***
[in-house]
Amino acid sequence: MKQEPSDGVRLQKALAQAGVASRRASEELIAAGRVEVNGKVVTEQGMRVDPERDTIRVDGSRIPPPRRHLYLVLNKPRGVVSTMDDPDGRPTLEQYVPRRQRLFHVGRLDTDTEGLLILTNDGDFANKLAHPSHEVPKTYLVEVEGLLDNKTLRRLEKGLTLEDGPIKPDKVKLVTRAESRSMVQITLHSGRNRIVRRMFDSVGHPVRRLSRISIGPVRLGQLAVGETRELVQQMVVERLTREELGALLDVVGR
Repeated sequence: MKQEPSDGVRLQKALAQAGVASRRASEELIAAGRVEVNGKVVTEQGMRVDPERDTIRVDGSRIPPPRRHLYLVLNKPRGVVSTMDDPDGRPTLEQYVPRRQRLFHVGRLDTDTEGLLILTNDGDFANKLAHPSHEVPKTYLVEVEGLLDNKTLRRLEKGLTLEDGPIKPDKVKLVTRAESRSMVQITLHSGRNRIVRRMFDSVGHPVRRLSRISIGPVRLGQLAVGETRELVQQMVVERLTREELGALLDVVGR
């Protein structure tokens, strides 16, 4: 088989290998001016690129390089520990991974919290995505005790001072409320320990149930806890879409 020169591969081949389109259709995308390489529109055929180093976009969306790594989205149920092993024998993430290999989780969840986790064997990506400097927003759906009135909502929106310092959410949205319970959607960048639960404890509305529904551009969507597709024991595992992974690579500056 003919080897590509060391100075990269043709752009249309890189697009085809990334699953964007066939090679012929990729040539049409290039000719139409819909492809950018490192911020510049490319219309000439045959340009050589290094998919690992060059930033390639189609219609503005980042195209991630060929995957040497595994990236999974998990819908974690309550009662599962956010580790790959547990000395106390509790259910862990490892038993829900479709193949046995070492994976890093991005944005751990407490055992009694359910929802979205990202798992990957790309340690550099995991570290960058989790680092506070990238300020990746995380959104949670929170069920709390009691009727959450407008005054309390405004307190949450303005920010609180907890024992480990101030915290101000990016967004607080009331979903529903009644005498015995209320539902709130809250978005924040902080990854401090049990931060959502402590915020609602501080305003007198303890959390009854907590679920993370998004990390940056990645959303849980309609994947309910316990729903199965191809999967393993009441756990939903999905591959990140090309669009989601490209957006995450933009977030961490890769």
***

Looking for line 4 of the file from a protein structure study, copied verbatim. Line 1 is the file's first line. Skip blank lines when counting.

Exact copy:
């Protein structure tokens, strides 16, 4: 088989290998001016690129390089520990991974919290995505005790001072409320320990149930806890879409 020169591969081949389109259709995308390489529109055929180093976009969306790594989205149920092993024998993430290999989780969840986790064997990506400097927003759906009135909502929106310092959410949205319970959607960048639960404890509305529904551009969507597709024991595992992974690579500056 003919080897590509060391100075990269043709752009249309890189697009085809990334699953964007066939090679012929990729040539049409290039000719139409819909492809950018490192911020510049490319219309000439045959340009050589290094998919690992060059930033390639189609219609503005980042195209991630060929995957040497595994990236999974998990819908974690309550009662599962956010580790790959547990000395106390509790259910862990490892038993829900479709193949046995070492994976890093991005944005751990407490055992009694359910929802979205990202798992990957790309340690550099995991570290960058989790680092506070990238300020990746995380959104949670929170069920709390009691009727959450407008005054309390405004307190949450303005920010609180907890024992480990101030915290101000990016967004607080009331979903529903009644005498015995209320539902709130809250978005924040902080990854401090049990931060959502402590915020609602501080305003007198303890959390009854907590679920993370998004990390940056990645959303849980309609994947309910316990729903199965191809999967393993009441756990939903999905591959990140090309669009989601490209957006995450933009977030961490890769």